WOW, what I rich history! Thanks for the enlightenment

Beth Camp said...

Another interesting post. The photos remind me how much fighting went on, how much betrayal and violence. No wonder people revered Robin Hood as one who would defend those who served the powerful and wealthy.

Little Nell said...

Ah my home city again, thank you Bob. Of course, as I mentioned in my Sepia Saturday post, this week, the castle is also home to WW1 flying ace Albert Ball's records, statue and medals. I've visited that place so nay times over the years, and the present building still doesn't 'feel' like a castle to me. As a child I was always fascinated by 'Mortimer's Hole' - part of the structure of caves below the castle, and where Mortimer was supposed to have hidden.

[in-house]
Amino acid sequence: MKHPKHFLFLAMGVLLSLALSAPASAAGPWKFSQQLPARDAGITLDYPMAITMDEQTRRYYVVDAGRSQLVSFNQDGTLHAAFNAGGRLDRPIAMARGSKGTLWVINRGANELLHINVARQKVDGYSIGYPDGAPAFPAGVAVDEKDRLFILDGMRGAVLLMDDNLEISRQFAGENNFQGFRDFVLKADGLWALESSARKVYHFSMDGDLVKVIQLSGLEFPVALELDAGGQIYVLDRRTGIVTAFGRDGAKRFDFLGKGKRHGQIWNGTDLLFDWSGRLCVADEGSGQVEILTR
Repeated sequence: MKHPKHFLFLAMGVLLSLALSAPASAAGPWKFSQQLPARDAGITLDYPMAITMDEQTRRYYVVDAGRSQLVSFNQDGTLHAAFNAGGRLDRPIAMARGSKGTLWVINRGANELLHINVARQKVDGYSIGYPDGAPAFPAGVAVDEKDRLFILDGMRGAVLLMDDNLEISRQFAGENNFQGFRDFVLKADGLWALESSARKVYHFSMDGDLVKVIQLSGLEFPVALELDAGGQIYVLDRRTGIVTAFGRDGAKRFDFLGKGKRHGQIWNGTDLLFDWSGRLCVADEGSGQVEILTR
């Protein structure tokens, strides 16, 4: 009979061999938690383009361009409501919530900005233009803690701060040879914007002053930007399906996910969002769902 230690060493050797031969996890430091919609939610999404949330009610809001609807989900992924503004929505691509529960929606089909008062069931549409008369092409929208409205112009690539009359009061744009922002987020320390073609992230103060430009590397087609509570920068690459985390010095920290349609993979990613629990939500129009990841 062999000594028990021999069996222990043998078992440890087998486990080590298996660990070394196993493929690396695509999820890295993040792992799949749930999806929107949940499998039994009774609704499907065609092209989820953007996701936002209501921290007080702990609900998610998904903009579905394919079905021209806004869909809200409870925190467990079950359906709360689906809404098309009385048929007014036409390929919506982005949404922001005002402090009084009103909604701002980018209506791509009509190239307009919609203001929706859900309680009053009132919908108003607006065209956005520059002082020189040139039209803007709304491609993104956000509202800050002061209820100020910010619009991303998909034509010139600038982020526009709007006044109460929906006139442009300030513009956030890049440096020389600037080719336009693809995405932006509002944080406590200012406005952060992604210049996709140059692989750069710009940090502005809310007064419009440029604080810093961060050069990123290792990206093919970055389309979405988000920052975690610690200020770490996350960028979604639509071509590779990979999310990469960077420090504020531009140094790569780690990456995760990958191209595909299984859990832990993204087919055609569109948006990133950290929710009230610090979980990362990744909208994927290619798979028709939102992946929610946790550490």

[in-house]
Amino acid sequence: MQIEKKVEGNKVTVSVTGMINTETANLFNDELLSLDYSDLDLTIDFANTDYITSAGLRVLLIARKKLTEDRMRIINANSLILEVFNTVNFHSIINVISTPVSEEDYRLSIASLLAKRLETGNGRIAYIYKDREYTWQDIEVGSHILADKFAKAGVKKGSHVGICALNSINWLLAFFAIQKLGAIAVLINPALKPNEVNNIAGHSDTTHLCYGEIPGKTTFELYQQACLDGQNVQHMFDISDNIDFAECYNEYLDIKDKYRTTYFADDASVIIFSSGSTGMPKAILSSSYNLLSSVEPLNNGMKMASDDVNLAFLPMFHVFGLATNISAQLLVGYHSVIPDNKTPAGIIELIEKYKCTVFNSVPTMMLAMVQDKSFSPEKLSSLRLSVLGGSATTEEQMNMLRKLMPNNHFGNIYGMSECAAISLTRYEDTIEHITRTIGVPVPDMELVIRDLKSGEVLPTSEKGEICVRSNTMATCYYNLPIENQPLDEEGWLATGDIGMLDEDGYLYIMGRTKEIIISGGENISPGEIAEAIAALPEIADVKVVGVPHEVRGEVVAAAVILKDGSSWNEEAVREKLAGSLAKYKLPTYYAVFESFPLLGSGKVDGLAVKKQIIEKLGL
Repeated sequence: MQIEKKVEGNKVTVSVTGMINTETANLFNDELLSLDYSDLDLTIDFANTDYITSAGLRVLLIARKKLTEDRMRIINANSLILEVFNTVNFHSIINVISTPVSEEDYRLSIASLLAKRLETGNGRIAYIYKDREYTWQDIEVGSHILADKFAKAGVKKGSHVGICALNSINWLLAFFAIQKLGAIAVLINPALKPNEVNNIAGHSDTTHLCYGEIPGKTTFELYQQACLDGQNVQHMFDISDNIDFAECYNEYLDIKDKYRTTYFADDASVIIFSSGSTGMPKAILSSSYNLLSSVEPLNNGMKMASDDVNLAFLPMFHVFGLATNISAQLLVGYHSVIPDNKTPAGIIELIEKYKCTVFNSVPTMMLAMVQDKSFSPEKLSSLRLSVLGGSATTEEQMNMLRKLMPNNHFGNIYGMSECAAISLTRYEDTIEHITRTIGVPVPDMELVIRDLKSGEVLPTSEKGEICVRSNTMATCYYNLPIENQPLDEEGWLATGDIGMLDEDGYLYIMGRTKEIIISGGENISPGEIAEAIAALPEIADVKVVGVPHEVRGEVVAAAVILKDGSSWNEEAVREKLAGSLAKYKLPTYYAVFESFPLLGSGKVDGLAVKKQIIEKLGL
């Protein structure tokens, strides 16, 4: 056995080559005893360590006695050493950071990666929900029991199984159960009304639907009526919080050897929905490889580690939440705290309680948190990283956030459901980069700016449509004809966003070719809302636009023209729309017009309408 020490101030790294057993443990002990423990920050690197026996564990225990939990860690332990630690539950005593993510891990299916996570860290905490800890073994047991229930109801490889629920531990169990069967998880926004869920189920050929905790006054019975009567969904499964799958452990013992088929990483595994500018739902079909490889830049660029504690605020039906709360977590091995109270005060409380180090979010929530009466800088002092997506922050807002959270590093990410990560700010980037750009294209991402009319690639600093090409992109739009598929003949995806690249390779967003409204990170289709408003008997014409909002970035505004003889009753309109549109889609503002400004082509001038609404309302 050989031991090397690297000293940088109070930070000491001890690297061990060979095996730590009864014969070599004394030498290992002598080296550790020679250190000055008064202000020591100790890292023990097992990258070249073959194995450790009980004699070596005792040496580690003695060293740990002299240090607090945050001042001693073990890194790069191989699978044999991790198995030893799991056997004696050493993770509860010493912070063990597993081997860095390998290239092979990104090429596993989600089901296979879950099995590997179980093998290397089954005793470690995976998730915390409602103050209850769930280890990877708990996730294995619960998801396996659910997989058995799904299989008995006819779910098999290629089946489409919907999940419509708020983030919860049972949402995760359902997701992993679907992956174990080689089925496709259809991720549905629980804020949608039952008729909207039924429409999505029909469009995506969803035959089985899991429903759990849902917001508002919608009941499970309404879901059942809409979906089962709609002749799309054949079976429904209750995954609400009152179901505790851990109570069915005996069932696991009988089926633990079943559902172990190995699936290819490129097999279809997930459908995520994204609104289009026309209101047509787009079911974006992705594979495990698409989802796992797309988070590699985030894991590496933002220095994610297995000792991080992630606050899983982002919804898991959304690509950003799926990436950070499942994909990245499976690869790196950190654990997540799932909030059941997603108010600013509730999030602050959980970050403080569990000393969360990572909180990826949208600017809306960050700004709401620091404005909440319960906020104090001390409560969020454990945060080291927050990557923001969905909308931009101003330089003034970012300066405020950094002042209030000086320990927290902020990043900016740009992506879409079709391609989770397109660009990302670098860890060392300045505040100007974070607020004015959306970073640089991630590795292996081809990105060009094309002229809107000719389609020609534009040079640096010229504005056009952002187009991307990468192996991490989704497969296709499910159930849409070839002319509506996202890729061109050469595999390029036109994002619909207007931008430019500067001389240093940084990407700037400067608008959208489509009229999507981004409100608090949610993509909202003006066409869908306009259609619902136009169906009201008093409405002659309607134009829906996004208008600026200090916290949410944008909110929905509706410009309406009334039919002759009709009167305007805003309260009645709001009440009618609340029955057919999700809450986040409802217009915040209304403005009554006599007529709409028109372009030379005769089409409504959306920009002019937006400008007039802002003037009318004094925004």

Mary@GigglesandGuns said...

So much more than Robin Hood.
God job!

Unknown said...

I love the ghost stories related to places like this. Thank you for including a touch of that in your post.


Wendy said...

I didn't realize you were doing A to Z until I saw your comment on Kathy's blog. I am going to enjoy reading about the castles.

scott davidson said...

What an interesting blog, introduced by a thought-provoking photo. The unusual wall painting of the dwellings is also a strangely modern interpretation. Something like this hieroglyphic view of a park by Swiss painter Paul Klee,
The image can be seen at who can supply you with a canvas print of it.

Maria said...

Hi Bob, I was able to dig up your Nottingham Castle post! The Ye Olde Trip to Jerusalme Inn is just beside the castle. It's also built on the castle rock so it's accessible via one of the cave exits if I remember it right.